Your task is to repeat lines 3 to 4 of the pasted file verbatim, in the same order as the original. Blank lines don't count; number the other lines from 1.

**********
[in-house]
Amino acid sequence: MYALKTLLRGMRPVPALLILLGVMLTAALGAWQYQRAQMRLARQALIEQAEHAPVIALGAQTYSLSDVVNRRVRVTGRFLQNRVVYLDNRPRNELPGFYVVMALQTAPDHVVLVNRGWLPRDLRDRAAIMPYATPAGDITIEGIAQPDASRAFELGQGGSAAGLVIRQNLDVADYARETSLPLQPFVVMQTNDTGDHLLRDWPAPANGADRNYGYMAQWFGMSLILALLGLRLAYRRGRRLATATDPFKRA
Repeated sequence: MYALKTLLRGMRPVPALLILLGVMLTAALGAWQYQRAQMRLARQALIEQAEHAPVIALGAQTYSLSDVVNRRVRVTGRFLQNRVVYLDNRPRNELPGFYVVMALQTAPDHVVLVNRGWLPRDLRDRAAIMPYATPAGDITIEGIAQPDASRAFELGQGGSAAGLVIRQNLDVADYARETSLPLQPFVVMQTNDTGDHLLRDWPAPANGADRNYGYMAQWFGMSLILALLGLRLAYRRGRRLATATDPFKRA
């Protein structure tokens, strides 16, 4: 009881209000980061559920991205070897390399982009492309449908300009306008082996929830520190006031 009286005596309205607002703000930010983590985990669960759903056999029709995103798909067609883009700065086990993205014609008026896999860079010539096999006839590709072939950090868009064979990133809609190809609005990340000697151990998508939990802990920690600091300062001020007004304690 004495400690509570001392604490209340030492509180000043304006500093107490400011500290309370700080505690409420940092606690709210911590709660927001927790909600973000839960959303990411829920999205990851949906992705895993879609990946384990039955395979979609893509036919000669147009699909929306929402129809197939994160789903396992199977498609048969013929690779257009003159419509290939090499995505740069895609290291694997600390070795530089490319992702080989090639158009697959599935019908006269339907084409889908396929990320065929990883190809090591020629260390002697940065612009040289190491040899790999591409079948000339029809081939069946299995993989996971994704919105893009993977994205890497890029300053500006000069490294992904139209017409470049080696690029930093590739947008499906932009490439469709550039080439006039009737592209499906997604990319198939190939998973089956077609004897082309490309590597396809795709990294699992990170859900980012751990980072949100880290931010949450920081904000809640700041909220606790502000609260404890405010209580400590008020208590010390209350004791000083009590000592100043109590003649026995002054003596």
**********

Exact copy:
Repeated sequence: MYALKTLLRGMRPVPALLILLGVMLTAALGAWQYQRAQMRLARQALIEQAEHAPVIALGAQTYSLSDVVNRRVRVTGRFLQNRVVYLDNRPRNELPGFYVVMALQTAPDHVVLVNRGWLPRDLRDRAAIMPYATPAGDITIEGIAQPDASRAFELGQGGSAAGLVIRQNLDVADYARETSLPLQPFVVMQTNDTGDHLLRDWPAPANGADRNYGYMAQWFGMSLILALLGLRLAYRRGRRLATATDPFKRA
């Protein structure tokens, strides 16, 4: 009881209000980061559920991205070897390399982009492309449908300009306008082996929830520190006031 009286005596309205607002703000930010983590985990669960759903056999029709995103798909067609883009700065086990993205014609008026896999860079010539096999006839590709072939950090868009064979990133809609190809609005990340000697151990998508939990802990920690600091300062001020007004304690 004495400690509570001392604490209340030492509180000043304006500093107490400011500290309370700080505690409420940092606690709210911590709660927001927790909600973000839960959303990411829920999205990851949906992705895993879609990946384990039955395979979609893509036919000669147009699909929306929402129809197939994160789903396992199977498609048969013929690779257009003159419509290939090499995505740069895609290291694997600390070795530089490319992702080989090639158009697959599935019908006269339907084409889908396929990320065929990883190809090591020629260390002697940065612009040289190491040899790999591409079948000339029809081939069946299995993989996971994704919105893009993977994205890497890029300053500006000069490294992904139209017409470049080696690029930093590739947008499906932009490439469709550039080439006039009737592209499906997604990319198939190939998973089956077609004897082309490309590597396809795709990294699992990170859900980012751990980072949100880290931010949450920081904000809640700041909220606790502000609260404890405010209580400590008020208590010390209350004791000083009590000592100043109590003649026995002054003596």